Why can only penguins make their homes in antartica?

People say that Antarctica is the coldest place in the world, and this is no exaggeration. According to reports from Antarctic research teams after years of investigation, the lowest winter temperature in Antarctica can reach -88.3°C.

The cold has covered Antarctica with a thick layer of ice. Investigations have shown that the thickest ice in Antarctica exceeds 3,500 meters, and even the thinnest areas are several hundred meters thick. The average thickness is no less than 1,000 meters. This thickly iced land has yet to reveal its true face! If this ice were to melt, the sea level of the world’s oceans would rise by more than 45 meters. Most of today’s farmland would be submerged, and many oceanic islands would be swallowed up! Fortunately, the ice here does not melt.

The harsh living conditions in Antarctica have forced most life forms, especially higher organisms, to withdraw from it. Among plants, only lower forms of life such as fungi and algae can survive; no seed plants have been found. In the animal kingdom, even though polar bears and walruses can endure the -80°C temperatures of the Arctic, they have not dared to face the extreme cold of Antarctica so far. Therefore, Antarctica truly deserves its title as the “silent continent.” But why have penguins chosen this “residence”? This has to do with the “family history” of penguins. First of all, penguins are one of the oldest types of aquatic birds. They likely settled in Antarctica before it was covered in ice. Their main diet consists of crustaceans and mollusks. The Southern Hemisphere has less land and more ocean, making it a rich domain for aquatic life. This abundant food source has made Antarctica an ideal home for penguins.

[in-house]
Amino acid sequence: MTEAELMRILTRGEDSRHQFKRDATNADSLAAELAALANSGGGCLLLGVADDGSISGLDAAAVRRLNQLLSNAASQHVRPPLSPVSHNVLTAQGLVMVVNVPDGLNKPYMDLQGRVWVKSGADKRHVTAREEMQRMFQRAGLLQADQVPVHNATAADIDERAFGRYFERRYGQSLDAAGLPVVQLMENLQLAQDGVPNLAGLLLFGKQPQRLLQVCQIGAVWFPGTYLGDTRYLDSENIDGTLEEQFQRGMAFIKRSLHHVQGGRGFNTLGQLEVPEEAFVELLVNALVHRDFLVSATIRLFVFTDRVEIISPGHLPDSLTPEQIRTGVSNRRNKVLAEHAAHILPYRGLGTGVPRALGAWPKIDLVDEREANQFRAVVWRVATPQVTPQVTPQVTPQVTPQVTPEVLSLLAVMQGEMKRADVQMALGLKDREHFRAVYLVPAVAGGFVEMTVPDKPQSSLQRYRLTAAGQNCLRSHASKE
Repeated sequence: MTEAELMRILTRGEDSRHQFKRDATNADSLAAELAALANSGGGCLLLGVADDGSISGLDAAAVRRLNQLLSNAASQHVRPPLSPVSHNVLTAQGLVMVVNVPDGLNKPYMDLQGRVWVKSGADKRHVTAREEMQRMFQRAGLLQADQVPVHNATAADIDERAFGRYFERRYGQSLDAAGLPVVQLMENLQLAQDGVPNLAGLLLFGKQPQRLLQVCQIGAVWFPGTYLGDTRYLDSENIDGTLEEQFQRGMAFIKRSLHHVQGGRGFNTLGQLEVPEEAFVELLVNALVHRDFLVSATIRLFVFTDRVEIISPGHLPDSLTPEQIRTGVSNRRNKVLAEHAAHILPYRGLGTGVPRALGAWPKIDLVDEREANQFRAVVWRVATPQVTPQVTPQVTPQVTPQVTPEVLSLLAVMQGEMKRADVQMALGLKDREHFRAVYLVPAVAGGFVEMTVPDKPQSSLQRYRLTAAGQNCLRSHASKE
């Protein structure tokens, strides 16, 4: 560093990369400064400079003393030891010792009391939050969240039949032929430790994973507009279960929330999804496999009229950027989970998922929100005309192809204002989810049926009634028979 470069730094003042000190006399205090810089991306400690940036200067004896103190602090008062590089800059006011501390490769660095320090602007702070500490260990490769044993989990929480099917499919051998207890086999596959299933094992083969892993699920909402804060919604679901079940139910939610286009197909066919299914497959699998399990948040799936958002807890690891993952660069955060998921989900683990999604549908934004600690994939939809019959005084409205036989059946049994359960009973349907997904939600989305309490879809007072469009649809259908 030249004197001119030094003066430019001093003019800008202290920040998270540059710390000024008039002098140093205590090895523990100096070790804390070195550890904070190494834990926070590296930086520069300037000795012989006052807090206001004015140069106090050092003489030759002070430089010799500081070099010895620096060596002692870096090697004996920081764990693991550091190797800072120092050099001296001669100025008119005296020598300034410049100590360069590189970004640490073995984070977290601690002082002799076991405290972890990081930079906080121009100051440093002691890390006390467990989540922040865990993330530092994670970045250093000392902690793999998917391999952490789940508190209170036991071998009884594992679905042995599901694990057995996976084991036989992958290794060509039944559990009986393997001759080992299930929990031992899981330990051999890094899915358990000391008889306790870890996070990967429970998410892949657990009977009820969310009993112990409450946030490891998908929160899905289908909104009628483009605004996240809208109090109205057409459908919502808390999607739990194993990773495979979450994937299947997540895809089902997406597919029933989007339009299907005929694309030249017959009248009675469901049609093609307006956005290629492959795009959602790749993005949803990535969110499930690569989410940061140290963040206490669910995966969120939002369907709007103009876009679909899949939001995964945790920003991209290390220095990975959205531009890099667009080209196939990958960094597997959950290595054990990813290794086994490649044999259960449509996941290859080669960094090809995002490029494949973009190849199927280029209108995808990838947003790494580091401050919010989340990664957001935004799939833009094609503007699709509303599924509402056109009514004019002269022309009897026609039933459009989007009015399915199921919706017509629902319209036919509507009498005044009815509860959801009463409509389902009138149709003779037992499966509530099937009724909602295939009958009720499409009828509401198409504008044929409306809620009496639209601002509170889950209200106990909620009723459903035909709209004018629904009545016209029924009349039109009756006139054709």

Secondly, due to millions of years of training in blizzards, these “old residents” of Antarctica have developed overlapping, tightly connected, scale-like feathers. This special “feather coat” is not only impermeable to seawater but also provides insulation that can withstand temperatures as low as -100°C. Additionally, their subcutaneous fat layer is particularly thick, which helps maintain body temperature.

Furthermore, due to the desolation of Antarctica, higher organisms cannot establish a foothold there; consequently, penguins face no competition from other species. Thus, Antarctica has naturally become a peaceful haven for penguins. It’s no wonder that when research teams or fleets land in Antarctica, penguins not only show no fear but also form groups to welcome and warmly greet the visitors. This vividly illustrates the saying “a newborn calf is not afraid of a tiger.”